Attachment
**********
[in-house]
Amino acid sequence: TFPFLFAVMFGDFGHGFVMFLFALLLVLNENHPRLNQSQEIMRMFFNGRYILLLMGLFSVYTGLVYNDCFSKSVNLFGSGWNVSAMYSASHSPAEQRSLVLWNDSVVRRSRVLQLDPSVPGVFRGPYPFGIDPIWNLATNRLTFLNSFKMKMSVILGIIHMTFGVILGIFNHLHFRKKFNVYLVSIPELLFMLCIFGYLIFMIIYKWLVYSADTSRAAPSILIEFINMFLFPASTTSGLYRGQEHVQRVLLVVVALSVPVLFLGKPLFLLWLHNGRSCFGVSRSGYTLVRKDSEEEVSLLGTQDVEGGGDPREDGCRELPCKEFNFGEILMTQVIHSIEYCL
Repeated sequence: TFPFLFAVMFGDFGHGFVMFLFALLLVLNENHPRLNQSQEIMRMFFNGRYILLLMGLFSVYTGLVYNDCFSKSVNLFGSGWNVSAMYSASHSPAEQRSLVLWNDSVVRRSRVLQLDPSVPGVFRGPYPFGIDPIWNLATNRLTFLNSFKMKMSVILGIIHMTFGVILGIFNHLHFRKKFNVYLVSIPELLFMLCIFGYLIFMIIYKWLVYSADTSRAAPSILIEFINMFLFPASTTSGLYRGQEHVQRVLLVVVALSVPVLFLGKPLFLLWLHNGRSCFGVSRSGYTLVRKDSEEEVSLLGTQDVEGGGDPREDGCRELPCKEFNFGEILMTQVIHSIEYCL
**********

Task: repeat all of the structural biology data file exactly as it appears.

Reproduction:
[in-house]
Amino acid sequence: TFPFLFAVMFGDFGHGFVMFLFALLLVLNENHPRLNQSQEIMRMFFNGRYILLLMGLFSVYTGLVYNDCFSKSVNLFGSGWNVSAMYSASHSPAEQRSLVLWNDSVVRRSRVLQLDPSVPGVFRGPYPFGIDPIWNLATNRLTFLNSFKMKMSVILGIIHMTFGVILGIFNHLHFRKKFNVYLVSIPELLFMLCIFGYLIFMIIYKWLVYSADTSRAAPSILIEFINMFLFPASTTSGLYRGQEHVQRVLLVVVALSVPVLFLGKPLFLLWLHNGRSCFGVSRSGYTLVRKDSEEEVSLLGTQDVEGGGDPREDGCRELPCKEFNFGEILMTQVIHSIEYCL
Repeated sequence: TFPFLFAVMFGDFGHGFVMFLFALLLVLNENHPRLNQSQEIMRMFFNGRYILLLMGLFSVYTGLVYNDCFSKSVNLFGSGWNVSAMYSASHSPAEQRSLVLWNDSVVRRSRVLQLDPSVPGVFRGPYPFGIDPIWNLATNRLTFLNSFKMKMSVILGIIHMTFGVILGIFNHLHFRKKFNVYLVSIPELLFMLCIFGYLIFMIIYKWLVYSADTSRAAPSILIEFINMFLFPASTTSGLYRGQEHVQRVLLVVVALSVPVLFLGKPLFLLWLHNGRSCFGVSRSGYTLVRKDSEEEVSLLGTQDVEGGGDPREDGCRELPCKEFNFGEILMTQVIHSIEYCL